Global beverage consumption trends are evolving. In the U.S., researchers have found a deep connection between demographics and alcohol consumption.

While each country may show vast differences, here in the U.S., we can see differences between states and regions. Being the melting pot of cultures, we have people from all over the world living here, and their backgrounds have a lot to contribute to the numbers.

A recent study released by the University of California, Davis’ Department of Agricultural and Resource Economics states that socioeconomic and demographic variables play a role in these persistent spatial differences among groups.

They studied and applied four decades of annual national, state, and supermarket scanning data to reach their conclusions. While the U.S. leads in global alcohol consumption, the data is not consistent across the country. Some states display more per capita consumption than others and show different types of alcohol consumption.

Here’s a quick overview of the study across the last 40 years:

  • Market share of premium wines has grown
  • Shares of both spirits and wine rose at the expense of beer
  • U.S. market share of premium craft brewing has grown
  • Mass-produced, low-priced beer has fallen
  • Globally, traditional wine-consuming nations are shifting towards beer while beer-drinking countries are increasing their consumption of wine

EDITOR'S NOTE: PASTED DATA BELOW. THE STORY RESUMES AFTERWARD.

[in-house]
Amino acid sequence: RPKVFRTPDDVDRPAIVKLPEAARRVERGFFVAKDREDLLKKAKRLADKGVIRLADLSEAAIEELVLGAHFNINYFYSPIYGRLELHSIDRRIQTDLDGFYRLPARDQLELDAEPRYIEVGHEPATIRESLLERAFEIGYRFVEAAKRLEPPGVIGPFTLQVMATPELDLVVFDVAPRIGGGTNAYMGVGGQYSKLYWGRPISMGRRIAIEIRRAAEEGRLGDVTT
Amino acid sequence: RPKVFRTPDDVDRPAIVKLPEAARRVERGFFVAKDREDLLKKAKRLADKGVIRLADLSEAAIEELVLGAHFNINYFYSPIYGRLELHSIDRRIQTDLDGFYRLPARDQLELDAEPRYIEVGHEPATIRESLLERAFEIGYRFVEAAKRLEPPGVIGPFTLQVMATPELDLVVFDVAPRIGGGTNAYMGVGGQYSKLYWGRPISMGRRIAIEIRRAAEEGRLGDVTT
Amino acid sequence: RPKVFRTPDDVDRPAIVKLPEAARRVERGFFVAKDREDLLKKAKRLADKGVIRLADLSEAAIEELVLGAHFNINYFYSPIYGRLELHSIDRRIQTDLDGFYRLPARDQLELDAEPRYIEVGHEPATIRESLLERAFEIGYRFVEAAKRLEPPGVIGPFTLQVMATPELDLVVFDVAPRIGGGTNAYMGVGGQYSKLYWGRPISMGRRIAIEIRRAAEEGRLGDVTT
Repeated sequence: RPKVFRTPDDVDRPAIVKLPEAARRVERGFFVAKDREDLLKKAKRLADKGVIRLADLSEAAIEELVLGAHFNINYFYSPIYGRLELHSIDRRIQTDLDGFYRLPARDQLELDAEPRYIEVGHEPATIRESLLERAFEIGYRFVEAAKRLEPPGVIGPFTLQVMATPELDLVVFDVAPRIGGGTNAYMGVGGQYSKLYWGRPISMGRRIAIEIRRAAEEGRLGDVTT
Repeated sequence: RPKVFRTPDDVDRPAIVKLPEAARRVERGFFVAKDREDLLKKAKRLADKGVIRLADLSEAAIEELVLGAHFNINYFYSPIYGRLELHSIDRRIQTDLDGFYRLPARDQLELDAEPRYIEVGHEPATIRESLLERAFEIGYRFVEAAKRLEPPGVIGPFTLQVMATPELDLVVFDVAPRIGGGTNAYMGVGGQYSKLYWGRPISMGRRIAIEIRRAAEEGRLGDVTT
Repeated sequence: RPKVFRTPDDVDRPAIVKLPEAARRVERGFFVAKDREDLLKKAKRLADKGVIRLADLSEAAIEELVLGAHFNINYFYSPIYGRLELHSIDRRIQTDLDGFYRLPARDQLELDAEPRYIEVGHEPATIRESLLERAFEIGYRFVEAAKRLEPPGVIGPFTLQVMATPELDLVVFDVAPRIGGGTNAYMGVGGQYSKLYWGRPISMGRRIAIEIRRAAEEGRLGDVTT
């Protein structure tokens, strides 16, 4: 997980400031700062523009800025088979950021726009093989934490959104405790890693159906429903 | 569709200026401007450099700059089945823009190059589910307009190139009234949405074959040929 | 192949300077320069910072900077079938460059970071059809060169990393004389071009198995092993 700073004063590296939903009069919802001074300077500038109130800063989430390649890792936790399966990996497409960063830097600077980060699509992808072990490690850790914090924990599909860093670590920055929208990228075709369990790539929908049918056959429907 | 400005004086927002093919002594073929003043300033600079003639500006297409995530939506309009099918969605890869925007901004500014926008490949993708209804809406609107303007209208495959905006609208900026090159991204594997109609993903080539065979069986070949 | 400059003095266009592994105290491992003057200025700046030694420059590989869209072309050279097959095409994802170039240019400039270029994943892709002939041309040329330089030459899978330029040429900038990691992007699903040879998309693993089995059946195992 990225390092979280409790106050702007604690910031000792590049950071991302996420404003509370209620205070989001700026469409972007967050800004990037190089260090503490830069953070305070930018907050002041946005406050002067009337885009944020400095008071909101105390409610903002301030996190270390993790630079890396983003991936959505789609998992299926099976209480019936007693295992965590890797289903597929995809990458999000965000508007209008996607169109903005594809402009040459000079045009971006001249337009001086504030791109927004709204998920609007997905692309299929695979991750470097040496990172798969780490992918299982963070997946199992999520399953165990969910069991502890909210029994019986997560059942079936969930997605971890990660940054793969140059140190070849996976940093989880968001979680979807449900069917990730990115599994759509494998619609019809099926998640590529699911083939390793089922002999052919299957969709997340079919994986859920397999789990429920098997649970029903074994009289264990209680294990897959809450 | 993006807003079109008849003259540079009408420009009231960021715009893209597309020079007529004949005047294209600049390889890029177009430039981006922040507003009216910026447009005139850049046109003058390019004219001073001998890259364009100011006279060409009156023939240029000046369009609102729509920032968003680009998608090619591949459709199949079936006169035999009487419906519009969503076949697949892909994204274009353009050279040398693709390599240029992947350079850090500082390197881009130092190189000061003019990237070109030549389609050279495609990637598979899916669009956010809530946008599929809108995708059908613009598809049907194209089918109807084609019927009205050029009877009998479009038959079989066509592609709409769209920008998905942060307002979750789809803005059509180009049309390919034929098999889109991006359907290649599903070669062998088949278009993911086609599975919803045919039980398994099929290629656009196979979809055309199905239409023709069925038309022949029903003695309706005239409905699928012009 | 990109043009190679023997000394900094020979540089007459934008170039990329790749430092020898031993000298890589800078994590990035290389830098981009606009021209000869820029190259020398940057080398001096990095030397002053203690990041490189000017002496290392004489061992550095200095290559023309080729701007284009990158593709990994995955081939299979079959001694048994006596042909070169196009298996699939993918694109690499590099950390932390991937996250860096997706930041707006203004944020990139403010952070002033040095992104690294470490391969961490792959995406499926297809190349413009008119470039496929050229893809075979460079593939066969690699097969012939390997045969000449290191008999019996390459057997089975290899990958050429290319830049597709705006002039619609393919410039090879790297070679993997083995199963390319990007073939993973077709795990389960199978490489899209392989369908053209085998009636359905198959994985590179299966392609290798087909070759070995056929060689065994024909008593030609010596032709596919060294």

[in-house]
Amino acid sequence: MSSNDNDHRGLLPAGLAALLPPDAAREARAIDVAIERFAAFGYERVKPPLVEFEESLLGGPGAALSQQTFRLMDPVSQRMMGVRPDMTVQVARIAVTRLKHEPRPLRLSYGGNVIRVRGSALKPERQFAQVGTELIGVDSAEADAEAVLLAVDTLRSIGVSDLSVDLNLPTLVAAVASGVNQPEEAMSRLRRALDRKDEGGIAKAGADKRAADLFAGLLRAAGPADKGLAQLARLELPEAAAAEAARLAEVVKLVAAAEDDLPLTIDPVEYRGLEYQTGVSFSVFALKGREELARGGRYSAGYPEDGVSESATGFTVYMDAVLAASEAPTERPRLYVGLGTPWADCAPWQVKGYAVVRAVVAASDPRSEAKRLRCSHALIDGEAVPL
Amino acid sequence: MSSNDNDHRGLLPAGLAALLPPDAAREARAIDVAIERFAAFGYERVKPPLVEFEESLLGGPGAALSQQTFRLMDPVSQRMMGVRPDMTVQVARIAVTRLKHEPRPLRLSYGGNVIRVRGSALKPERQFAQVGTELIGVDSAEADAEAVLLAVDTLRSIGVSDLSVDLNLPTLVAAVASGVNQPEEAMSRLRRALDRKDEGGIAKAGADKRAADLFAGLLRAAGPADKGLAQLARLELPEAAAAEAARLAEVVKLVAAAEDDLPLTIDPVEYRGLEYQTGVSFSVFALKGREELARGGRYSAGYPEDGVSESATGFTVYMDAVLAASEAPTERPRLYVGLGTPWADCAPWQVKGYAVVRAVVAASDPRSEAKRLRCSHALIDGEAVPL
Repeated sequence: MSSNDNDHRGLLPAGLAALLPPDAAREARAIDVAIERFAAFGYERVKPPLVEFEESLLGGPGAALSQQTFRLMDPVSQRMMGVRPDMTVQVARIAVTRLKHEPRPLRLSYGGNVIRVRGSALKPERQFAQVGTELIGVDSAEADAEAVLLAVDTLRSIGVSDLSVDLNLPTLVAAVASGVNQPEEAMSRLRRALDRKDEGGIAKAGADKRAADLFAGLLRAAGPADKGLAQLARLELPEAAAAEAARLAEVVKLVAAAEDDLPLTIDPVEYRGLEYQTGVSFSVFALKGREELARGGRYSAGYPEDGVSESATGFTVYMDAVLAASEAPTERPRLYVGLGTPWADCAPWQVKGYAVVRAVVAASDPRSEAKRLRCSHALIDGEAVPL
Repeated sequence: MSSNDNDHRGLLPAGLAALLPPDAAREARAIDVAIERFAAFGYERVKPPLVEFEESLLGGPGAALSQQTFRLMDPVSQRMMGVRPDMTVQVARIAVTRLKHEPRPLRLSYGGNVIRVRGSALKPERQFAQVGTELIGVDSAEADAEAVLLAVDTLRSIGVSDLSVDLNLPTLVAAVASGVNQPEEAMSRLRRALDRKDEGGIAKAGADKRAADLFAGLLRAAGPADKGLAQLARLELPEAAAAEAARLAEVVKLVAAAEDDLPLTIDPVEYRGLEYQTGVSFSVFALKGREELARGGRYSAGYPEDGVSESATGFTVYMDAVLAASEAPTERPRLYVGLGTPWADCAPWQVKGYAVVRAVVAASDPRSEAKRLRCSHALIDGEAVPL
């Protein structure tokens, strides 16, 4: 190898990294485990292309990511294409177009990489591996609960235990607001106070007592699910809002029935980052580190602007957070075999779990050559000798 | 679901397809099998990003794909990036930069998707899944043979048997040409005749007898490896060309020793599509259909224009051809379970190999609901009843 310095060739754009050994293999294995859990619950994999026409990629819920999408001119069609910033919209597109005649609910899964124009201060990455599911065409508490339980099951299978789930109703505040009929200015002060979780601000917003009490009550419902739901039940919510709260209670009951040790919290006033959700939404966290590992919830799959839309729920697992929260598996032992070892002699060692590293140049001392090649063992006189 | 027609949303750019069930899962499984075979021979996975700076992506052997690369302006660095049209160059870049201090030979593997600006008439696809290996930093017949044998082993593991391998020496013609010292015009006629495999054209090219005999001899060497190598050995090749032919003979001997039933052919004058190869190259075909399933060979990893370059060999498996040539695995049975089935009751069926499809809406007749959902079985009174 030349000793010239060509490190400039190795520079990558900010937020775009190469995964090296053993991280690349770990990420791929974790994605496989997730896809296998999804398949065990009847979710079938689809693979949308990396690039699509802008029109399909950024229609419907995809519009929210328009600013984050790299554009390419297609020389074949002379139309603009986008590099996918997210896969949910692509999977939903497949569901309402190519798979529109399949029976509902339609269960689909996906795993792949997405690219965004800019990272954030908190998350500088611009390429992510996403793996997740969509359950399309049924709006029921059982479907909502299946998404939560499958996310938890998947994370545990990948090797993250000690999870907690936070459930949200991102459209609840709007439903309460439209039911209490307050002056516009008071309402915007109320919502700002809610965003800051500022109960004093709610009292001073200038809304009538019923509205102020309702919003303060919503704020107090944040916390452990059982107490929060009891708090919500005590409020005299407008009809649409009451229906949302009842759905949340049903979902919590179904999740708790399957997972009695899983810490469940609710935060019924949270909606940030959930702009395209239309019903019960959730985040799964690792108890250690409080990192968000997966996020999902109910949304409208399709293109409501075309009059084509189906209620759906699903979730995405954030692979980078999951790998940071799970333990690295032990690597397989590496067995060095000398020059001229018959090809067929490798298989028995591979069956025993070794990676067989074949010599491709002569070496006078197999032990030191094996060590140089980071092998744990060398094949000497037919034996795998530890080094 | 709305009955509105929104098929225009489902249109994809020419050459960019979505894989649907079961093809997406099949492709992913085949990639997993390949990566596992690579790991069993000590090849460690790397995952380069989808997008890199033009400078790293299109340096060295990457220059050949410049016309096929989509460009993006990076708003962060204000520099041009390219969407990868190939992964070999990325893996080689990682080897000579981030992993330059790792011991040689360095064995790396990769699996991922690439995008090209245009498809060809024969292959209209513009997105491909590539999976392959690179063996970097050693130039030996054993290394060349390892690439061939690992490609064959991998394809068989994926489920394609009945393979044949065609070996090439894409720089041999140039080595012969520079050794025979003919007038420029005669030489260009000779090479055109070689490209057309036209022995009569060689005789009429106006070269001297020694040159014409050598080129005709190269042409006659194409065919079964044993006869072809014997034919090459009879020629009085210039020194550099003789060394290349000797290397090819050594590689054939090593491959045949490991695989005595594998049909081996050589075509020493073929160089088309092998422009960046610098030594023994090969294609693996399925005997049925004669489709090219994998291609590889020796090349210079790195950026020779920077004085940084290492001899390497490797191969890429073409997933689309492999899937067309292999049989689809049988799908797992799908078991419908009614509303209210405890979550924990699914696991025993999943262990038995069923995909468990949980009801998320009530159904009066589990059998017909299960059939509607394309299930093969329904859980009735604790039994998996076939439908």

So, what accounts for these differences?

In a world where prices are similar across the nation, trade barriers are diminishing, and markets are well-integrated, one would imagine that U.S. alcoholic consumption patterns would be more consistent. Along with prices and income, culture plays a major role in and beverage preferences.

Sustainability is a recurring theme across industries this year, and it’s no different in the wine industry. The wine world is invested in dealing with climate change.

To that effect, 2020 will see more experimentation and research in wine-producing regions aimed at the various ways of reducing resource use in wineries. When it comes to wine consumption, globally, consumers are moving towards higher-end rosés, “appassimento” wines from Italy, oaked Chardonnay wines, and “natural” and “low intervention” wines. We can also expect to find more vegan stickers on wine labels.

According to a KPMG report, craft beverages will continue to grow in 2020 and beyond. Along with craft beer, we will see more innovations in super-premium craft tequila and mezcal, ready-to-drink (RTD) cocktails, sparkling coffee and sparkling tea, small-batch whiskey, bourbons, gins, and nonalcoholic mixers across the globe.

The other major beverage trend is the world of CBD-infused drinks. CBD-infused beverages have significant growth potential. A growing number of consumers look at CBD as a functional ingredient with health benefits, though not all claims are backed by science.

To this end, functionality is the buzzword in 2020, and beverage manufacturers are using this opportunity to enhance their products with supplements and expand on the concept of drinks as medicine for preventive health benefits.